{
     searcher = new IndexSearcher(jobIndexFolderPath);
     HttpRuntime.Cache["IndexSearcher"] = searcher;
}

In your code cache can expire between check and assignment

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very good point buddy...!but still my problme is that the indexSearcher retrieved from http cache is not working –  Steve Chapman Jun 16 '09 at 17:43
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Two things:

  1. If you're using .Net 2.0 and have not applied SP1, this may help.
  2. Look at the problem this person was having.

Both entries refer to objects in the cache being expired too soon - almost immediately in both cases. Things might also be complicated by the fact that objects in the cache are not thread safe.

If you have to have a single IndexSearcher, why not provide it to the web app as a service?

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My quick answer is...

You don't really need to use the same index searcher object for all request, in fact i would recommend against it. You only need to make sure there is only one thread updating the index.

If you really want one, how about a static member variable in the application that is initialized once and used by all?

The long answer is... I will try and find my code and see exactly how I handled the problem

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It is best practice to reuse the index searcher. Searches on a large index are much faster on a warmed up index searcher as many things it needs are cached. –  Andrew Rimmer Oct 10 '12 at 11:09
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Steve, see best ways of using IndexSearcher. This is a bit dated, but the principle remains: Use a single instance of IndexSearcher, guard it using the proper thread safe code (which I do not know how to do in .Net), and invalidate it once the index is updated. I believe this is what Jesse has suggested, and I second this idea.

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Instead of caching indexSearcher, am now caching IndexReader. If IndexReader is already in cache, am making a check if it is up to date.Otherwise am opening it and passing that instance to indexSearcher constructor.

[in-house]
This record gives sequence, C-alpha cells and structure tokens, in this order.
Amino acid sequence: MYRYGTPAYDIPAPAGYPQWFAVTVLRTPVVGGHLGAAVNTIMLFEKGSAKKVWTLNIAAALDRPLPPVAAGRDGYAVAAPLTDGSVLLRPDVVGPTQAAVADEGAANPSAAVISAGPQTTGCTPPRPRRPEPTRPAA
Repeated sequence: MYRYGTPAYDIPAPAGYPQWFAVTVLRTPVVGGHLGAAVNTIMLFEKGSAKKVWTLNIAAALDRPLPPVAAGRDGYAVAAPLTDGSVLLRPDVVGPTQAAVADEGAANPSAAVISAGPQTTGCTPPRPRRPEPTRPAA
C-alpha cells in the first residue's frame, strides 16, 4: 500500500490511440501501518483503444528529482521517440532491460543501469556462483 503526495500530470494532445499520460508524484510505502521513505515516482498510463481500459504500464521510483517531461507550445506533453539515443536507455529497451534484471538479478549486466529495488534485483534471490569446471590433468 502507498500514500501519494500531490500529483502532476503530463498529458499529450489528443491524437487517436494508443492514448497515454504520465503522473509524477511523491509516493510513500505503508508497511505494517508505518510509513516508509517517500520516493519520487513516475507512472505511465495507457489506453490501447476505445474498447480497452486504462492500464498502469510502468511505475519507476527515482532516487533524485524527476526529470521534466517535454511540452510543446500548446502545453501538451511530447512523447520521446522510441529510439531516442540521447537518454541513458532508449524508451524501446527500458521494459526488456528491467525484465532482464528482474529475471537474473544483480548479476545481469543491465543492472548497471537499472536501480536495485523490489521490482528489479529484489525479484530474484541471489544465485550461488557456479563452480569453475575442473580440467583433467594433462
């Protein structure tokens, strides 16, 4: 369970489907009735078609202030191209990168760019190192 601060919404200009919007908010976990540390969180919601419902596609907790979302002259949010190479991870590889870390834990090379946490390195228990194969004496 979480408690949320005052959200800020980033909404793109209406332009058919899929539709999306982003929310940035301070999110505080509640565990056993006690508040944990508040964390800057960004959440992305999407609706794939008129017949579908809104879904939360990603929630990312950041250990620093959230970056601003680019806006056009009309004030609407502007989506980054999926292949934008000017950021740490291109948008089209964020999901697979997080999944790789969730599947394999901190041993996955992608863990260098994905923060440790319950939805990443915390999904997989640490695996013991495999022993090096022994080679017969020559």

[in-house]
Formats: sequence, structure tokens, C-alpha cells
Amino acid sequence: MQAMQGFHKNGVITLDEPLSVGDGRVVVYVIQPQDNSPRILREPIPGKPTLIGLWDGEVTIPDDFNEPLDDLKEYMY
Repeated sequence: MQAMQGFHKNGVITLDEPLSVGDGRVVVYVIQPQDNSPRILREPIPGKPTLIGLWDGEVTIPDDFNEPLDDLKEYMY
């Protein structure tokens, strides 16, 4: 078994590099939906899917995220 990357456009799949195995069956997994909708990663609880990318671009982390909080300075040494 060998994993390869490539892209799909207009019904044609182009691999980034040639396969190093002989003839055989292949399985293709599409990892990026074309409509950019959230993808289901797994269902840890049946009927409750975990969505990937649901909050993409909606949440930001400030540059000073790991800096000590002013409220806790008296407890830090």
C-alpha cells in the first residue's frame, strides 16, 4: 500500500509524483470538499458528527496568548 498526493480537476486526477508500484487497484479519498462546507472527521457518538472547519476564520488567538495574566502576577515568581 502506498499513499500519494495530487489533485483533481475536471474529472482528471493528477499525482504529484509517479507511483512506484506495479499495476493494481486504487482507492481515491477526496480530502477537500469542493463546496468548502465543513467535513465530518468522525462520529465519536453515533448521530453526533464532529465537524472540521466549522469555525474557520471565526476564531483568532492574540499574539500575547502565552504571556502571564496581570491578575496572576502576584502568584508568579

Does this logic/code make sense wrt optimized search query response incase multiple requests are hitting the web server for search?

Thanks for reading.

string key = MyConstants.CacheKey.IndexReader;

            indexReader = MyCacheManager.Get<IndexReader>(key);

            if (indexReader == null)//cache is empty.open indexreader
            {
                indexReader = IndexReader.Open(myIndexFolderPath);
                MyCacheManager.Add(key, indexReader);
                indexSearcher = new IndexSearcher(indexReader);
            }
            else//cache contains indexreader...check if it is up to date
            {
                indexSearcher = base.GetIndexSearcher(myIndexFolderPath, indexReader);
            }
            protected IndexSearcher GetIndexSearcher(string indexFolderPath, IndexReader indexReader)
        {
            IndexSearcher indexSearcher = null;
            if (!indexReader.IsCurrent())//index is not up to date
            {
                indexReader = IndexReader.Open(indexFolderPath);

                indexSearcher = new IndexSearcher(indexReader);
            }
            else
            {
                indexSearcher = new IndexSearcher(indexReader);
            }

            return indexSearcher;

        }